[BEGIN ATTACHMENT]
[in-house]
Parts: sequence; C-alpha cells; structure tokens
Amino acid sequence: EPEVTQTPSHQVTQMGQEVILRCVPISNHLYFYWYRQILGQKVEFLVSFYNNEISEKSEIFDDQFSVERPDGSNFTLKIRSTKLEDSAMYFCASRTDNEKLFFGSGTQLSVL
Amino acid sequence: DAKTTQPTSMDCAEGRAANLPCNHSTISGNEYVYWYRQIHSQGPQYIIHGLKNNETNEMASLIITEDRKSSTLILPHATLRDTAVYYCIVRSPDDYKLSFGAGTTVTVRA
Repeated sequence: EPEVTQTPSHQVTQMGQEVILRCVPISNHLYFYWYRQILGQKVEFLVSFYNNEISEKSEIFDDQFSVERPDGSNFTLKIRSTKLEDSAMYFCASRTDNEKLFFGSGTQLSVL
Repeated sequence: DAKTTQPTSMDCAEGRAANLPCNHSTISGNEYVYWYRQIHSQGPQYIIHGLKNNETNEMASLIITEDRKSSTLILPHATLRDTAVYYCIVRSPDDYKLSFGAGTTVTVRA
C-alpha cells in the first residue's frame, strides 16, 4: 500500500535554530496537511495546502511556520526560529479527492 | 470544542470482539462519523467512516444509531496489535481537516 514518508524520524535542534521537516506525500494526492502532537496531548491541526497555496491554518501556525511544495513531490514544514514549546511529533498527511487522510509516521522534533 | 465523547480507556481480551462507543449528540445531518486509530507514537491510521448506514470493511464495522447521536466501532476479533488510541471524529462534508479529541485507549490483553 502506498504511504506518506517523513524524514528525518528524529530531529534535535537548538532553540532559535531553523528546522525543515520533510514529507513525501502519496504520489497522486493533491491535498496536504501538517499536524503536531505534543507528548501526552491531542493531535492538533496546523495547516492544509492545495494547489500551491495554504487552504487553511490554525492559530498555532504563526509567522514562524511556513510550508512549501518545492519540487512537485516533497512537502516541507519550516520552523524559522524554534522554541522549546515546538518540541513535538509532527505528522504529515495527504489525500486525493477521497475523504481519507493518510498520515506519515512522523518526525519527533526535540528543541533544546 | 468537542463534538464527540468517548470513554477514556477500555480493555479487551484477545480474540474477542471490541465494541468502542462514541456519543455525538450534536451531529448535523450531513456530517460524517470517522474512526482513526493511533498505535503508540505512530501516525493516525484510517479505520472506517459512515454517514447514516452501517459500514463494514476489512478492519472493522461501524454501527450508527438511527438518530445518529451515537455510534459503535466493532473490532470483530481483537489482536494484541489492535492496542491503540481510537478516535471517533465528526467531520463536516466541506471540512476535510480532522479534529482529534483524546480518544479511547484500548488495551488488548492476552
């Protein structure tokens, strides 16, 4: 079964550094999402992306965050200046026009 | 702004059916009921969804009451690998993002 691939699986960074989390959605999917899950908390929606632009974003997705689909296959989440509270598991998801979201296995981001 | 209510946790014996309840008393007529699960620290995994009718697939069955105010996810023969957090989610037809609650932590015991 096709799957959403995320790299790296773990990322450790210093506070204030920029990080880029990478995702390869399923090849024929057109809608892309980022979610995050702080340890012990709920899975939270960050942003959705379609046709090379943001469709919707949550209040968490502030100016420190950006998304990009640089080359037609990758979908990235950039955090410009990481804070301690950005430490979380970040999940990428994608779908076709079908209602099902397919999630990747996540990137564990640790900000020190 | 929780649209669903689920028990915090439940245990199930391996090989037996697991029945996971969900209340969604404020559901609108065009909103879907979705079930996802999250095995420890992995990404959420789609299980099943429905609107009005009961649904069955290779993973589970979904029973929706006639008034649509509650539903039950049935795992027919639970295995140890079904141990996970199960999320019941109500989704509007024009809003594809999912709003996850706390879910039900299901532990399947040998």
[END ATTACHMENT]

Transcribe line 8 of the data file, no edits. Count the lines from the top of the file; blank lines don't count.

């Protein structure tokens, strides 16, 4: 079964550094999402992306965050200046026009 | 702004059916009921969804009451690998993002 691939699986960074989390959605999917899950908390929606632009974003997705689909296959989440509270598991998801979201296995981001 | 209510946790014996309840008393007529699960620290995994009718697939069955105010996810023969957090989610037809609650932590015991 096709799957959403995320790299790296773990990322450790210093506070204030920029990080880029990478995702390869399923090849024929057109809608892309980022979610995050702080340890012990709920899975939270960050942003959705379609046709090379943001469709919707949550209040968490502030100016420190950006998304990009640089080359037609990758979908990235950039955090410009990481804070301690950005430490979380970040999940990428994608779908076709079908209602099902397919999630990747996540990137564990640790900000020190 | 929780649209669903689920028990915090439940245990199930391996090989037996697991029945996971969900209340969604404020559901609108065009909103879907979705079930996802999250095995420890992995990404959420789609299980099943429905609107009005009961649904069955290779993973589970979904029973929706006639008034649509509650539903039950049935795992027919639970295995140890079904141990996970199960999320019941109500989704509007024009809003594809999912709003996850706390879910039900299901532990399947040998």